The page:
The irony is that what everyone saw in the tirade is what you get with Borseth in a basketball setting. He's a volatile guy who screams and yells and stomps around on the sideline. He coaches with a passion those closest to it appreciate because they realize it's authentic.
"I think he'd admit to anyone that he's a very pessimistic guy, but he's just really passionate about the game," UW-Green Bay senior Natalie Berglin said last year. "It's really fun to play for him. I think he just cares so much, and he's so competitive, even when you practice, he just makes it a fun environment to play under."
Wisconsin-Green Bay was never going to win a national championship. The vast majority of Borseth's players were never going to make even a few years' worth of a career out of professional basketball in the WNBA or overseas.
The prospects are marginally brighter at Michigan, but it's a long road to reach even the territory occupied by conference heavyweights like Ohio State and Purdue.
Yet Borseth puts all the emotion that was on display in that news conference into every year and every team. He said last year that he was never going to be able to recruit a Candace Parker or a Monique Currie at Green Bay. But he holds all his teams to the same standards as any championship program.
Whether it's coaching basketball, teaching economics or managing a Starbucks, if you treat people as though what they're doing doesn't really matter, what result do you expect?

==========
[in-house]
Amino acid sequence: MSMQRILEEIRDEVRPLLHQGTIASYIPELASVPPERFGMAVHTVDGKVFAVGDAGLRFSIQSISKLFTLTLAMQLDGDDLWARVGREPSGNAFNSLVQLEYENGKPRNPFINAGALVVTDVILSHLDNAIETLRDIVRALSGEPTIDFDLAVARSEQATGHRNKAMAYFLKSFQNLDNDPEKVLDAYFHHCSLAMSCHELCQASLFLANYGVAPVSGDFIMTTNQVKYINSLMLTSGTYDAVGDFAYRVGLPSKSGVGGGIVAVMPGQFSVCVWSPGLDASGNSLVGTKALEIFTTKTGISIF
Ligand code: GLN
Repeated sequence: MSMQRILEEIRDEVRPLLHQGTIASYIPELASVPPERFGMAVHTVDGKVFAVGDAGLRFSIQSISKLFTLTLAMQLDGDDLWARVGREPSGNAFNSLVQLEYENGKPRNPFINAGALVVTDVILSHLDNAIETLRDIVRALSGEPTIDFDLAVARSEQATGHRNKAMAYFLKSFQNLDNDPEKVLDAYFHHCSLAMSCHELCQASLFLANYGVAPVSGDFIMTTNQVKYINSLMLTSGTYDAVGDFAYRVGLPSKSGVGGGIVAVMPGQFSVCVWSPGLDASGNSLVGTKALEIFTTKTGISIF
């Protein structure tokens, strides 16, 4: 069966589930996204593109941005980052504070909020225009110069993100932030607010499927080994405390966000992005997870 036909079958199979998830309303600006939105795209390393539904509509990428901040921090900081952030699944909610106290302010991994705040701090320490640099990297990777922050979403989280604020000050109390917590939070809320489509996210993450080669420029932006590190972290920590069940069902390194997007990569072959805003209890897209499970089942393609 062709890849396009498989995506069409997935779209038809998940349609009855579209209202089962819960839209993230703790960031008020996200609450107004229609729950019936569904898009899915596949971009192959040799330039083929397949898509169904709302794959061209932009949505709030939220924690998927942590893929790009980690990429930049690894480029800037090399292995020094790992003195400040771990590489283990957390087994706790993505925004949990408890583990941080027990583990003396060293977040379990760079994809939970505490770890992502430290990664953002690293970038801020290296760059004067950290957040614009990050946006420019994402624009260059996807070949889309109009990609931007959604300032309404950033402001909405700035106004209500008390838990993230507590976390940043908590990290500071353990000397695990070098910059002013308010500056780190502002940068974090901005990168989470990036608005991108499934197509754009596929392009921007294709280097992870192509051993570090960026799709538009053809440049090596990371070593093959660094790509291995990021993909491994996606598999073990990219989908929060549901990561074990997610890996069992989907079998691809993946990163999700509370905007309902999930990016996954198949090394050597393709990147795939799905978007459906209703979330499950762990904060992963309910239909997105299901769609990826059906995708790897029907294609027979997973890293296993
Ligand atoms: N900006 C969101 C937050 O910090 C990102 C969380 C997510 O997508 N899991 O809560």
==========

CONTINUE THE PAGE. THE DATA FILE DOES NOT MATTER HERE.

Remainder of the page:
How is any of that laughable?
The first thing I thought of when watching the clip was something Borseth said about his undersized UW-Green Bay teams that won despite perennially losing the battle of the boards.
"I've been doing this for 25 years, and we've been getting outrebounded for 25 years," Borseth said last year. "So I don't know that that's the most important statistic in basketball. It's a big one -- it has the potential to be a big one -- but I've found other stats. I've found probably the fouls statistics to be the most consistent statistic with the best teams I've had. Assist-to-turnover ratio and least amount of fouls."
Too bad rebounding might turn out to be the most important stat in defining Kevin Borseth.
Graham Hays is a regular contributor to ESPN.com's women's basketball coverage. E-mail him at Graham.Hays@espn3.com.
18dBonnie D. Ford